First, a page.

Approaching the deadline I set myself to have my layout completed, I finally did a major project I had been putting off since the beginning. I added the clear perspex panel to the front of my layout.
|The custom-cut sheet of clear perspex came covered in protective paper.|
For some reason or other, I had imagined that the cost of having a 1.83 metre long 3 mm thick piece of clear acrylic panel custom cut to order would come as a shock to the system. As it turned out, thanks to the boys at ASAP Plastics in Caloundra, it only cost me $25.
|I first test-fitted the perspex panel before removing the protective paper.|
Getting it home and up the 5 flights of stairs to my apartment, the next thing I was worried about was my own measurements. Although I had triple-checked the height and length required with my wife patiently holding the other end of the measuring tape, I was unsure about the actual depth of the channels that I had built to hold my reversible backdrop in place almost 12 months earlier. As I discovered when adding the painted sky blue backdrop, the combination of 5 coats of stain and varnish to the layout base, plus the sky blue acrylic paint used on the backdrop lessens the amount of play to slide the panels into place. So before removing the protective paper film from the perspex, I slid the panel into position to test it. It had been cut millimetre perfect!
|The perspex is held in place within the stained timber channel frame I built into the layout frame.|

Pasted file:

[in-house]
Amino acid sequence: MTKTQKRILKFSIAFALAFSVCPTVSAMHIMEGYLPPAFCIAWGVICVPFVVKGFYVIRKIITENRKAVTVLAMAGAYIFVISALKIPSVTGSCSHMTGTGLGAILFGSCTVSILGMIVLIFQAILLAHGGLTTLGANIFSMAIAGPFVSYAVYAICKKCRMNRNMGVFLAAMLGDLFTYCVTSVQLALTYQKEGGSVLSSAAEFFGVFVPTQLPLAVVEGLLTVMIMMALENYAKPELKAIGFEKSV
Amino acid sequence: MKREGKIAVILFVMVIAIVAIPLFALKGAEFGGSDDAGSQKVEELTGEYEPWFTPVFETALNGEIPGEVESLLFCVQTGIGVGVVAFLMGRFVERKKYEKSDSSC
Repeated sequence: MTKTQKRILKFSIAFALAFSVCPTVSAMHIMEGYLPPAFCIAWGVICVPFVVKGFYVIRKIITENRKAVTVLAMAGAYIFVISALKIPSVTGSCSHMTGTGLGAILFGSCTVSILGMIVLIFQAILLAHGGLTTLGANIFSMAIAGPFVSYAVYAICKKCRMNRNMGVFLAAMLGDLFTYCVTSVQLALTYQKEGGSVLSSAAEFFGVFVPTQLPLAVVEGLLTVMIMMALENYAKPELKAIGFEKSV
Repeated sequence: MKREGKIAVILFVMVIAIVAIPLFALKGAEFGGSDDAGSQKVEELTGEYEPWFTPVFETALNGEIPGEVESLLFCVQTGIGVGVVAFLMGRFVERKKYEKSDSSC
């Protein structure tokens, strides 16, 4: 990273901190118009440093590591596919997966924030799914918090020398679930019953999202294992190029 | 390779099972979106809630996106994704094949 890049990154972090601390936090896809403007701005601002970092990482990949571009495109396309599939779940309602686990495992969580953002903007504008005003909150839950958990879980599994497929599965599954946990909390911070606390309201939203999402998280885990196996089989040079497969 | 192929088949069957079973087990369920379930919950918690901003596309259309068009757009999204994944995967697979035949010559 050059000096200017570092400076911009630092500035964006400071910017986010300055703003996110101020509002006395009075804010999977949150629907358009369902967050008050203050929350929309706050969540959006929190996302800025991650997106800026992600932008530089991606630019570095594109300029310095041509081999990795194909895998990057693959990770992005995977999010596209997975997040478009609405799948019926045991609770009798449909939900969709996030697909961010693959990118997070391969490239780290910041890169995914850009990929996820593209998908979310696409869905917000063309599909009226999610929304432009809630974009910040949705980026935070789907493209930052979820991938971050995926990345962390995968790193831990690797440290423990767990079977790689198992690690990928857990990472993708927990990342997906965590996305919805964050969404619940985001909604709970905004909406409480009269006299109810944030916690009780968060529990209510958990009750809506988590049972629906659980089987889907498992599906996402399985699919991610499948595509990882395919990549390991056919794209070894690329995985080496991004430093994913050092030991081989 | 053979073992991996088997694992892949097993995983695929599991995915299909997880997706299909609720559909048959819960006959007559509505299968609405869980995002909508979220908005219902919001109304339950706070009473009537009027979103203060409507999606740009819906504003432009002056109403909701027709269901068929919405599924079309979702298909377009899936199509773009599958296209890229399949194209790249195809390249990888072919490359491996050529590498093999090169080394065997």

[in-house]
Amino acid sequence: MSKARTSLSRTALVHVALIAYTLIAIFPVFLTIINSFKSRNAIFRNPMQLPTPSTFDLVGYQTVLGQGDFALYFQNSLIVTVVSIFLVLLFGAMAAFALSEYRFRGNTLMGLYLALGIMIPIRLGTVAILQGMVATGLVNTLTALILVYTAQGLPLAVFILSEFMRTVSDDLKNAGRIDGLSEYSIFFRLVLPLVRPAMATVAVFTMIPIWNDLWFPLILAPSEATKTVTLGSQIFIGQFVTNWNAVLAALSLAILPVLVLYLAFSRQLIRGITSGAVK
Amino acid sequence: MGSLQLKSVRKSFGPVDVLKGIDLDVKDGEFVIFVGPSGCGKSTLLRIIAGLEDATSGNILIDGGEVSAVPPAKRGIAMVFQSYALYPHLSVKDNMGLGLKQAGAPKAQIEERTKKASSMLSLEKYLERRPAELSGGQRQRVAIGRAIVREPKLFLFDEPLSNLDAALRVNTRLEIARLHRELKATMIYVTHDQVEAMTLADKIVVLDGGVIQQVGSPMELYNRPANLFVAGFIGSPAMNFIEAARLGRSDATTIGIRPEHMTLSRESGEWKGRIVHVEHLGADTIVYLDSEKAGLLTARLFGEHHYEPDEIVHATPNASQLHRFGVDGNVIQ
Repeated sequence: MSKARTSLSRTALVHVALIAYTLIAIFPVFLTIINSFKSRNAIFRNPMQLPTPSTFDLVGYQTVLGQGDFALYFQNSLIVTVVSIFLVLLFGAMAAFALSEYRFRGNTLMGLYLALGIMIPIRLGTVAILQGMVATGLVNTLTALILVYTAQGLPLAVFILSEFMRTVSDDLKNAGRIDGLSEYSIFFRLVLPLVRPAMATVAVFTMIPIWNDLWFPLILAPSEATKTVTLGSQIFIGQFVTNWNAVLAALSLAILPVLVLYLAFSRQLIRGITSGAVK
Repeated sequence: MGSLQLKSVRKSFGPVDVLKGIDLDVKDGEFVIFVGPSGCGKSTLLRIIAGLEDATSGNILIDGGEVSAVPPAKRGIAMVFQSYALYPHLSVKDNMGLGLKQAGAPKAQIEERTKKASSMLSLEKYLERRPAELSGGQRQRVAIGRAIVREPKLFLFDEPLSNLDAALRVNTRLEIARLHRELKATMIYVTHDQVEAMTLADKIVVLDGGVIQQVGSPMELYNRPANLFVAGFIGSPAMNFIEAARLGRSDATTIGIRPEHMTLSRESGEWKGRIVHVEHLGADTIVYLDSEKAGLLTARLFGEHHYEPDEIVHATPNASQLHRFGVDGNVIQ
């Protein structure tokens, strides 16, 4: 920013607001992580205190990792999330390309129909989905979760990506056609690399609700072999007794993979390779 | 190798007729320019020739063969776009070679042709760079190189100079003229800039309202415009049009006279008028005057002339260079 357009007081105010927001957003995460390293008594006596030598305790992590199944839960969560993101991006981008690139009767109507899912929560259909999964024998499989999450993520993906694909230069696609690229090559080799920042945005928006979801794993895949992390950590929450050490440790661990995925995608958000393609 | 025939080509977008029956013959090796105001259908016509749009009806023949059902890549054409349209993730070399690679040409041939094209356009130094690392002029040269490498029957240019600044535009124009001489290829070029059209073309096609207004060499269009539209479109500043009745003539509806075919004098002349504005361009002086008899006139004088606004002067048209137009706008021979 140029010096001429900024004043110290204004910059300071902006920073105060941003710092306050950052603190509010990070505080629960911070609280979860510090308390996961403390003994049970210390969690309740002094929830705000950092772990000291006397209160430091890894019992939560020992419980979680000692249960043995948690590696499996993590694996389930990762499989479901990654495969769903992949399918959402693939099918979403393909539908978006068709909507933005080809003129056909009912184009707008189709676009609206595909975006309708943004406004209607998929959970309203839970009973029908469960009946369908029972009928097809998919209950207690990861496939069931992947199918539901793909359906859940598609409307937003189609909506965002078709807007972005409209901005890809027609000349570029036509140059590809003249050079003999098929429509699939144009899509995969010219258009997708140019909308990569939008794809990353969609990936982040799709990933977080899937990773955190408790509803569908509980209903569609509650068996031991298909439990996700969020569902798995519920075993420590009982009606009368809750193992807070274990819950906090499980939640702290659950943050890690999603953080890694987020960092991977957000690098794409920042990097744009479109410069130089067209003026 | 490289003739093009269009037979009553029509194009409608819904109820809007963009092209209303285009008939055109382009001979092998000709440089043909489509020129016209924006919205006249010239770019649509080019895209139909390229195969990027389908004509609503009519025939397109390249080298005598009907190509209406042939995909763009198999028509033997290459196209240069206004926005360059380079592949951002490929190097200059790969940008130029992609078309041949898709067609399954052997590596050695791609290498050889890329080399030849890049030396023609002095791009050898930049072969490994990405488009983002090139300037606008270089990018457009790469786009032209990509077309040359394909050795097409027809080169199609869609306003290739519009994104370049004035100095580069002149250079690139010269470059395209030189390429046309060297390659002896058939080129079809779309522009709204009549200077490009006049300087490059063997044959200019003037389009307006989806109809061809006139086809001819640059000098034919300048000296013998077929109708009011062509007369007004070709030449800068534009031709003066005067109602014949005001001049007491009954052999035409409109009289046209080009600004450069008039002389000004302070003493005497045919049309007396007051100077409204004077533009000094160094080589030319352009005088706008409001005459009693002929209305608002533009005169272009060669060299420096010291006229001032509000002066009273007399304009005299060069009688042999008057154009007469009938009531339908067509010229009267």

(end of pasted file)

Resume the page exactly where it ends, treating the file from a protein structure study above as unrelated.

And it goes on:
As you can see in the above photo, the 3 mm perspex panel is held in place by a 5 mm wide timber channel frame that was built into place when constructing my bookshelf layout. Finally, almost 12 months later, the channels now hold the clear perspex in place, and my layout is finally dust-free!
|The reflectivity causes problems with photography, but will keep my model railway safe and dust-free.|
In person, the layout now resembles a museum quality display cabinet. However, I immediately noticed the reflective problems it presents when it comes to photography. While the perspex can easily be slid up and removed when I want to work on a model, clean the track or indulge in some rather complicated shunting operations, the bank-teller-like safety-screen I envisioned this being when it comes to taking it to model train shows, is going to cause viewing problems to the general public. So I dare say when on display, the perspex is going to have to be removed, leaving my expensive models at the mercy of over-inquisitive hands. At home however, especially in an ocean-side apartment overlooking the sea in Caloundra, at least my layout is going to be protected from dust, nosey visitors who want to poke at everything with their fingers, and that awful fine salt spray that seems to build up on our windows and even the TV screen. My track can now stay cleaner longer, and I finally feel safe to leave my models sitting on the track at the station, and proudly on display rather than tucked away in their boxes when they're not being 'played with' as my wife likes to call it.
What the clear perspex front does bring into question, is the top lid. Maybe once my staging tracks that will disappear through the mouse-hole door are complete, I may revisit the lid and see if I can replace it with a more durable varnished timber piano-style top. But for now, I'm happy to know that my small layout is now completely dust-free and almost finished.
See also; Replacing legs with panels and Let's build reversible backdrops